One of the highlights of my afternoon was meeting a young poet from Nepal named Bimjhana Bishwokarma. She had asked me a question about translation during the Q and A, concerned that translation so often misses the mark when it comes to poetry. Her father was a poet who wrote in his native Nepalese, so she was well aware of how difficult, perhaps even impossible, it is to render a poem adequately into another language. I remembered a heated discussion of a Spanish word used in the translation of my poem "Weep-willow," which appeared in the Spanish version of Lee Smith's FAIR AND TENDER LADIES, when I participated in a seminar at the North Carolina Center for the Advancement of Teaching. The two native Spanish speakers and another participant fluent in Spanish argued for quite a while and never came to agreement over the issue!

In my next posts I will introduce Bimjhana and let you read one of her poems. And I will post my "Mountain Time," in hopes that I will receive more questions and comments about it.

Friday, September 26, 2008

Cashiers Community Library: Friendship Garden Dedication

I've just returned from a lovely dedication, though I prefer to call it a celebration, at the Albert Carlton-Cashiers Community Library [}, where two long-time friends, Dr. Barbara Carlton and Deen Day Sanders, were honored for establishing a Friendship Garden off the main reading room of the library. Cashiers is just over the mountain from Cullowhee, but the road is one winding spiral after another, so I gave myself plenty of time to get there by noon, when the celebration was to begin. I'd been asked to present a reading-- after the garden dedication-- by Barbara Carlton's daughter, Julie McClelland, and I came prepared with several poems I hoped the audience would like.
The crowd was large and enthusiastic. Cashiers has a lively group of readers who have supported their library over the years. I met many of them when I drove over to lead a discussion of Lee Smith's ON AGATE HILL, our Together We Read selection last fall. We had enjoyed the evening together, and to make the discussion even more interesting, one of the attendees had been in school with Lee at Hollins! I was glad to be back today, in a library so obviously loved and used by its community.
The Albert Carlton-Cashiers Community Library opened its doors in the summer of 1994. The Cashiers community had started a community based all volunteer library in the 1980's called Johannson Memorial Library, but felt that the area needed a full service library with trained staff so began a campaign to bring a branch library to Cashiers. Through county and regional negotiations and fundraising a beautiful native stone post and beam library was constructed. The family of Albert Carlton was the primary private contributor and a major force in bringing a branch of the Jackson County Library and Fontana Regional Library system to the area.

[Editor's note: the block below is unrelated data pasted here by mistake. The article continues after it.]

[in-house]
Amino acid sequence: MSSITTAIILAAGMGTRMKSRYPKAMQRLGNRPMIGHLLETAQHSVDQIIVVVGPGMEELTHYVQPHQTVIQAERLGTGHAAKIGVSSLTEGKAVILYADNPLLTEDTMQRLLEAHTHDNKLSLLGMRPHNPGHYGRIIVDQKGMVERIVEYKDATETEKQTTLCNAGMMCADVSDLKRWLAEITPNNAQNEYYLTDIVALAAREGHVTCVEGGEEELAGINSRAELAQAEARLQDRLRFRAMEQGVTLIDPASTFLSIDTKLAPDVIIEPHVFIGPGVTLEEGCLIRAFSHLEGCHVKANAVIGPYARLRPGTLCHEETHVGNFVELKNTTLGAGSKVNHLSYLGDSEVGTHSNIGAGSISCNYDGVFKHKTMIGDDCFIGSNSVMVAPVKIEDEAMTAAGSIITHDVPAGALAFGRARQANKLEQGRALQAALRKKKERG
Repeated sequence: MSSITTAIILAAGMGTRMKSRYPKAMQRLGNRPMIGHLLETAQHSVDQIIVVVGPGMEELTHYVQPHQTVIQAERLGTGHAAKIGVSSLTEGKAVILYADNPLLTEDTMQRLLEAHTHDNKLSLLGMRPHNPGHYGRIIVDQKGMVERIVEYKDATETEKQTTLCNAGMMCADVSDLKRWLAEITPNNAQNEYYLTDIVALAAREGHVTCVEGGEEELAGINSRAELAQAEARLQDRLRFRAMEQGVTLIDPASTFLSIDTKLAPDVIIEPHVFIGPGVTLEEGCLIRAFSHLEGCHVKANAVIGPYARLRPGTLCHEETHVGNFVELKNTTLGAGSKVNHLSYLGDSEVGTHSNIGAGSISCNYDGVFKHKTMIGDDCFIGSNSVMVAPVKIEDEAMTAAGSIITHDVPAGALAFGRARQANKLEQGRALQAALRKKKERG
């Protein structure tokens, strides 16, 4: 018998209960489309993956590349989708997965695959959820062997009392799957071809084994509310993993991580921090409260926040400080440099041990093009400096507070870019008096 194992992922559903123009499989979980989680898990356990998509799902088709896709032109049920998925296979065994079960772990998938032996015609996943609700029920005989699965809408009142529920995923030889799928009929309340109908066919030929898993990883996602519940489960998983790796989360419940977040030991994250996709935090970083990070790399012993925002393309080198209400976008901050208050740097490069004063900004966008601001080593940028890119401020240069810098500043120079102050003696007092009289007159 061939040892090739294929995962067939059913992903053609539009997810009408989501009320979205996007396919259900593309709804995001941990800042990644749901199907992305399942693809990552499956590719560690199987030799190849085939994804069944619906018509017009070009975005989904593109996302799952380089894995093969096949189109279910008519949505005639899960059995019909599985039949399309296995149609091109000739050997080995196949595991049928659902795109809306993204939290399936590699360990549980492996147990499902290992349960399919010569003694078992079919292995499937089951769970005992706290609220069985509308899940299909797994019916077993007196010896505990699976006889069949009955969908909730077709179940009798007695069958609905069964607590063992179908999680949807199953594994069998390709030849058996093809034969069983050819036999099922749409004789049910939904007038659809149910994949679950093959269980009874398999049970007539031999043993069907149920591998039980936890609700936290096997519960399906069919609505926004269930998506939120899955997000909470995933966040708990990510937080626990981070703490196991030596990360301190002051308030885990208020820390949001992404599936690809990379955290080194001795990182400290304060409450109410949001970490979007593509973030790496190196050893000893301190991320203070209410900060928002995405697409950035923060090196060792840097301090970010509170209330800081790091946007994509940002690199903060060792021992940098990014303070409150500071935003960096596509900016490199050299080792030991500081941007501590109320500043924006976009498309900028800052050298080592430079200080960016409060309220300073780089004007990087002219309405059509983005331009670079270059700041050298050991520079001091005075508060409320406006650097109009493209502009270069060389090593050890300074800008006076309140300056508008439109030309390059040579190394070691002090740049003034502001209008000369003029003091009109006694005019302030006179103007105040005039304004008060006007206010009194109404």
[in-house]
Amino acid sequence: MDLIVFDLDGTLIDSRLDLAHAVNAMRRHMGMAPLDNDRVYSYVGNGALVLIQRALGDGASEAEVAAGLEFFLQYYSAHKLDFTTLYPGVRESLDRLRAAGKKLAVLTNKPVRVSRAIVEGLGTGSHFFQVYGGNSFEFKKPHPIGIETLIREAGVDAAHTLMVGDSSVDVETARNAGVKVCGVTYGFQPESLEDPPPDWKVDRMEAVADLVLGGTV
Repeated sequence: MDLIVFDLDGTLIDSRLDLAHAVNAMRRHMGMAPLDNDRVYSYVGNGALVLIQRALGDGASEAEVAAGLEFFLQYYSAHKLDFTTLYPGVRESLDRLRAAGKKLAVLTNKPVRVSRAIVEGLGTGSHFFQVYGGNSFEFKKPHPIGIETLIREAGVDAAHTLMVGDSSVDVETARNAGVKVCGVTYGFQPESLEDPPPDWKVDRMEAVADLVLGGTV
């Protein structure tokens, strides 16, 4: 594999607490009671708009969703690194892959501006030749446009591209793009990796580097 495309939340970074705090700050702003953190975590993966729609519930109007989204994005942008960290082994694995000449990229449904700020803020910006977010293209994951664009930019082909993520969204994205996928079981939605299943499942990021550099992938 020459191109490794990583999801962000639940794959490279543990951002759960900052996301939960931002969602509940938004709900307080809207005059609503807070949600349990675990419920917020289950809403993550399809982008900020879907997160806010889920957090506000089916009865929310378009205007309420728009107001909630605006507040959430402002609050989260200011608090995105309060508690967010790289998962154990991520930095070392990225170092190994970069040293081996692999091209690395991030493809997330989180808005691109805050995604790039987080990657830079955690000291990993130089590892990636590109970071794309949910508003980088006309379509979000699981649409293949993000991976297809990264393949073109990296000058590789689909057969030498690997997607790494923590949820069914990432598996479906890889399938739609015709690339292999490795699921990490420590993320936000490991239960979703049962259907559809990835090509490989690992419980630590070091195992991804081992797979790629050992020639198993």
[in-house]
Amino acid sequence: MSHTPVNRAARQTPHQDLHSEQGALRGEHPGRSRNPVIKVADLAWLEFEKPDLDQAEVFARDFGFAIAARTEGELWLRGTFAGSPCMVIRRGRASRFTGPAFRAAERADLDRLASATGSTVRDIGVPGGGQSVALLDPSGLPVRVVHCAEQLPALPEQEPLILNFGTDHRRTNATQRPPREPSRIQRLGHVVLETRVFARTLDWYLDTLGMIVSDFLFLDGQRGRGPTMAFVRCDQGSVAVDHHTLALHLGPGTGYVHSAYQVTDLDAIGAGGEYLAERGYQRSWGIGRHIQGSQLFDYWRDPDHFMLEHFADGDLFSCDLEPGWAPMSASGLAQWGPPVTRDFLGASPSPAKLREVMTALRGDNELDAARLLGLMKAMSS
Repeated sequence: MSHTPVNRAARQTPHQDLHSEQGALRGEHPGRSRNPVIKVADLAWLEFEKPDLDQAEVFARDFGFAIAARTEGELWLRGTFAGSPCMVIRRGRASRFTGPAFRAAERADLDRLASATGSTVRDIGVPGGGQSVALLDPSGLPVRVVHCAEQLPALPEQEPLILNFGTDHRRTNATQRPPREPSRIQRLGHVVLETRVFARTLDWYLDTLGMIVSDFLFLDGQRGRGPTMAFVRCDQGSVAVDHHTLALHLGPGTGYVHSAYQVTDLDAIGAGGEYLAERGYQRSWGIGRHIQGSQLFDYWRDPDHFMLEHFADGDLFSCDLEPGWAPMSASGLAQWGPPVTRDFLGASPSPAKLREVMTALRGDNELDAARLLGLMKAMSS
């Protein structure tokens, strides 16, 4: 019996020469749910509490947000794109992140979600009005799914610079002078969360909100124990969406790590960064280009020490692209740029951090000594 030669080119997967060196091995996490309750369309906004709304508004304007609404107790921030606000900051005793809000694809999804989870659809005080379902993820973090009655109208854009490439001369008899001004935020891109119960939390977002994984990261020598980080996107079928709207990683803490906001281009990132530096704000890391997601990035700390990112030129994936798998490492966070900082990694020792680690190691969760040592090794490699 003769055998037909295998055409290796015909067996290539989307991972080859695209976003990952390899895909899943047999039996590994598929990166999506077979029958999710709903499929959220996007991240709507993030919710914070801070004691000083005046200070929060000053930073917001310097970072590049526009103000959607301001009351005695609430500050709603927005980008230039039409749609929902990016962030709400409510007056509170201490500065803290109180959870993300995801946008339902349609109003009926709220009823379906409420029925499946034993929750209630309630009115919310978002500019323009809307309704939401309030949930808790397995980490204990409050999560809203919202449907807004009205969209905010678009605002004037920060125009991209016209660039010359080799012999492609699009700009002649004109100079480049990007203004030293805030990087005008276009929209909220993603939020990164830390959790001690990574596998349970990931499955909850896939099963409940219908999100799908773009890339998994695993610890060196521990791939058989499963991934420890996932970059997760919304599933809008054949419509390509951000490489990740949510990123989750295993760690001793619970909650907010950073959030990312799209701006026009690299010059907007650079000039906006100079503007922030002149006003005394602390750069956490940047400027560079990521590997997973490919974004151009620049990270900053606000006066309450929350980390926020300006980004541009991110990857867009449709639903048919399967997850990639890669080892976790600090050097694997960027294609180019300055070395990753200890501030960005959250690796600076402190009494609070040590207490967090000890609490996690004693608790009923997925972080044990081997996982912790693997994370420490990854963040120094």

(Friends of the Library President Sandy Bayley welcomes us to the Friendship Garden, with the honorees sitting beside her.)

(Barbara Carlton and Deen Day Sanders chat together before the Dedication begins.)

(Julie McClelland and her son talking with the honorees.)

(Interior of the library--full of light. The design of this facility makes me want to settle down with a book and spend the rest of my life there!)

(What a gorgeous spread of edibles! And there was another like it on the opposite side of the meeting room. Note the artwork on the wall. The Cashiers library keeps artwork by members of its community on display throughout the year.)

Before we could indulge our appetites at the two reception tables, we had to hear some poetry. Or rather, I had to read some, which I was more than pleased to do for such a receptive group of listeners. I began with "Nature's Trail, " which I had written for the dedication of the Bernice Campbell Stripling Nature Trail in my hometown of Camilla, Georgia, four years ago. And how could I not read "Beginning At the Bottom," written for last year's North Carolina Library Association conference? "Last Light," first published in Warren Wilson College's HEARTSTONE journal and reprinted in the NC Humanities Council's CONVERSATIONS, introduced the theme of language and our sense of place, how language can help us preserve the places we love, a topic very much on the minds of many of us in the mountains these days. Finally, to get us all ready for the feast that awaited, I closed with my laureate poem, "Piece of Cake."